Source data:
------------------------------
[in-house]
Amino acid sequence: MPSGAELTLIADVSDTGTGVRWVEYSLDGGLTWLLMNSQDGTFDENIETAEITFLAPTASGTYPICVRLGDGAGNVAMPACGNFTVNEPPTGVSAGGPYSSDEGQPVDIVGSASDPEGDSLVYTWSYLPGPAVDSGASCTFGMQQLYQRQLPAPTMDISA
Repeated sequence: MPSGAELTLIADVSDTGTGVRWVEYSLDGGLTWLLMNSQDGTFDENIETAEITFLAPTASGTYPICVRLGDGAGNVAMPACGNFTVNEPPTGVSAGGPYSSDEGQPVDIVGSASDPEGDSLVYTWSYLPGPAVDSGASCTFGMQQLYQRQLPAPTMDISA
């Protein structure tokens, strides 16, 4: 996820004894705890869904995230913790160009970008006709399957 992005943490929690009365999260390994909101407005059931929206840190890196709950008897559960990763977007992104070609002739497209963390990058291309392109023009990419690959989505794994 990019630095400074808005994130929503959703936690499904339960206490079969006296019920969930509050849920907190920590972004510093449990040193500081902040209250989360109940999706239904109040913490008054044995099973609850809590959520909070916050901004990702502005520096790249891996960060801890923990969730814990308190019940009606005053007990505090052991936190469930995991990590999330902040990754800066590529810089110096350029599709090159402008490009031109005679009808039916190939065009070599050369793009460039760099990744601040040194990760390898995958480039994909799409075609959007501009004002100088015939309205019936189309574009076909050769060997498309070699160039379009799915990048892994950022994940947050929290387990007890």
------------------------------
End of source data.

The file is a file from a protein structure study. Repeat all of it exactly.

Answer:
[in-house]
Amino acid sequence: MPSGAELTLIADVSDTGTGVRWVEYSLDGGLTWLLMNSQDGTFDENIETAEITFLAPTASGTYPICVRLGDGAGNVAMPACGNFTVNEPPTGVSAGGPYSSDEGQPVDIVGSASDPEGDSLVYTWSYLPGPAVDSGASCTFGMQQLYQRQLPAPTMDISA
Repeated sequence: MPSGAELTLIADVSDTGTGVRWVEYSLDGGLTWLLMNSQDGTFDENIETAEITFLAPTASGTYPICVRLGDGAGNVAMPACGNFTVNEPPTGVSAGGPYSSDEGQPVDIVGSASDPEGDSLVYTWSYLPGPAVDSGASCTFGMQQLYQRQLPAPTMDISA
């Protein structure tokens, strides 16, 4: 996820004894705890869904995230913790160009970008006709399957 992005943490929690009365999260390994909101407005059931929206840190890196709950008897559960990763977007992104070609002739497209963390990058291309392109023009990419690959989505794994 990019630095400074808005994130929503959703936690499904339960206490079969006296019920969930509050849920907190920590972004510093449990040193500081902040209250989360109940999706239904109040913490008054044995099973609850809590959520909070916050901004990702502005520096790249891996960060801890923990969730814990308190019940009606005053007990505090052991936190469930995991990590999330902040990754800066590529810089110096350029599709090159402008490009031109005679009808039916190939065009070599050369793009460039760099990744601040040194990760390898995958480039994909799409075609959007501009004002100088015939309205019936189309574009076909050769060997498309070699160039379009799915990048892994950022994940947050929290387990007890």